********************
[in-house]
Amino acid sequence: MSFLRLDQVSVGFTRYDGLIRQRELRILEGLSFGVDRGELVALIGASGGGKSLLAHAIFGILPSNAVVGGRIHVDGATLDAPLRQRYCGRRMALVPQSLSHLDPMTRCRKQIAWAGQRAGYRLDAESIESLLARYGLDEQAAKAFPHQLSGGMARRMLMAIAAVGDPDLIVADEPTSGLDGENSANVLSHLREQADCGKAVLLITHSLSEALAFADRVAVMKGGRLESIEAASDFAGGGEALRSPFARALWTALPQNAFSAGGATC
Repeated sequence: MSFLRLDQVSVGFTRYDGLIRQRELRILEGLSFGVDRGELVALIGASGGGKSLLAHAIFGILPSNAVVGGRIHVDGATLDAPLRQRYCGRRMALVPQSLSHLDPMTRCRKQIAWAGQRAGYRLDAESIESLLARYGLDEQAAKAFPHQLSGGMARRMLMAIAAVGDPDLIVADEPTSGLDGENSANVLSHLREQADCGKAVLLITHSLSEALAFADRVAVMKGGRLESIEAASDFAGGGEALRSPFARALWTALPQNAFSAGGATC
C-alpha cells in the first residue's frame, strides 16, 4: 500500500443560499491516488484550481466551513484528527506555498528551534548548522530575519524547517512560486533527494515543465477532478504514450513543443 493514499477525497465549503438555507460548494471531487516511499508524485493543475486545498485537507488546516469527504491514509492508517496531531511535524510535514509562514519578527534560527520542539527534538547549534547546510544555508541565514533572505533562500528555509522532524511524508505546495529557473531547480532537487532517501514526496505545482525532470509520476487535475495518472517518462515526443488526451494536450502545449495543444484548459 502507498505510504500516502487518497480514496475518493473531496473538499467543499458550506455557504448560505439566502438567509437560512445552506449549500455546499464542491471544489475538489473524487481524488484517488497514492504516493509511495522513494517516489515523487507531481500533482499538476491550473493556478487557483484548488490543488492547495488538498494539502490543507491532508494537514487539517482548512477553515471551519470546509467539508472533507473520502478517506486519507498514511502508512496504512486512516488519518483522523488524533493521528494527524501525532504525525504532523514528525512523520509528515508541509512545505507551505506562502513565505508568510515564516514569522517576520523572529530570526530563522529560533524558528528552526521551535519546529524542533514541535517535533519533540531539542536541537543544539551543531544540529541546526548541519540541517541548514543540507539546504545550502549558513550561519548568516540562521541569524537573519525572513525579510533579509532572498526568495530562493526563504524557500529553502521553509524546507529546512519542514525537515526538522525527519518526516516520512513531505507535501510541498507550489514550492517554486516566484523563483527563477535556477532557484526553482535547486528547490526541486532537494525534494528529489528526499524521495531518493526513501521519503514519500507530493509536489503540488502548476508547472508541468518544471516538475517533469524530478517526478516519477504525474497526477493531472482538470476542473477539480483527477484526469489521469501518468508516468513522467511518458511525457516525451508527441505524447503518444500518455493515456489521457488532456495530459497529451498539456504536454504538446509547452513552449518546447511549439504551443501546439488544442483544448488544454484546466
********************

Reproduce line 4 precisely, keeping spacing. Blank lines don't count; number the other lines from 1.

C-alpha cells in the first residue's frame, strides 16, 4: 500500500443560499491516488484550481466551513484528527506555498528551534548548522530575519524547517512560486533527494515543465477532478504514450513543443 493514499477525497465549503438555507460548494471531487516511499508524485493543475486545498485537507488546516469527504491514509492508517496531531511535524510535514509562514519578527534560527520542539527534538547549534547546510544555508541565514533572505533562500528555509522532524511524508505546495529557473531547480532537487532517501514526496505545482525532470509520476487535475495518472517518462515526443488526451494536450502545449495543444484548459 502507498505510504500516502487518497480514496475518493473531496473538499467543499458550506455557504448560505439566502438567509437560512445552506449549500455546499464542491471544489475538489473524487481524488484517488497514492504516493509511495522513494517516489515523487507531481500533482499538476491550473493556478487557483484548488490543488492547495488538498494539502490543507491532508494537514487539517482548512477553515471551519470546509467539508472533507473520502478517506486519507498514511502508512496504512486512516488519518483522523488524533493521528494527524501525532504525525504532523514528525512523520509528515508541509512545505507551505506562502513565505508568510515564516514569522517576520523572529530570526530563522529560533524558528528552526521551535519546529524542533514541535517535533519533540531539542536541537543544539551543531544540529541546526548541519540541517541548514543540507539546504545550502549558513550561519548568516540562521541569524537573519525572513525579510533579509532572498526568495530562493526563504524557500529553502521553509524546507529546512519542514525537515526538522525527519518526516516520512513531505507535501510541498507550489514550492517554486516566484523563483527563477535556477532557484526553482535547486528547490526541486532537494525534494528529489528526499524521495531518493526513501521519503514519500507530493509536489503540488502548476508547472508541468518544471516538475517533469524530478517526478516519477504525474497526477493531472482538470476542473477539480483527477484526469489521469501518468508516468513522467511518458511525457516525451508527441505524447503518444500518455493515456489521457488532456495530459497529451498539456504536454504538446509547452513552449518546447511549439504551443501546439488544442483544448488544454484546466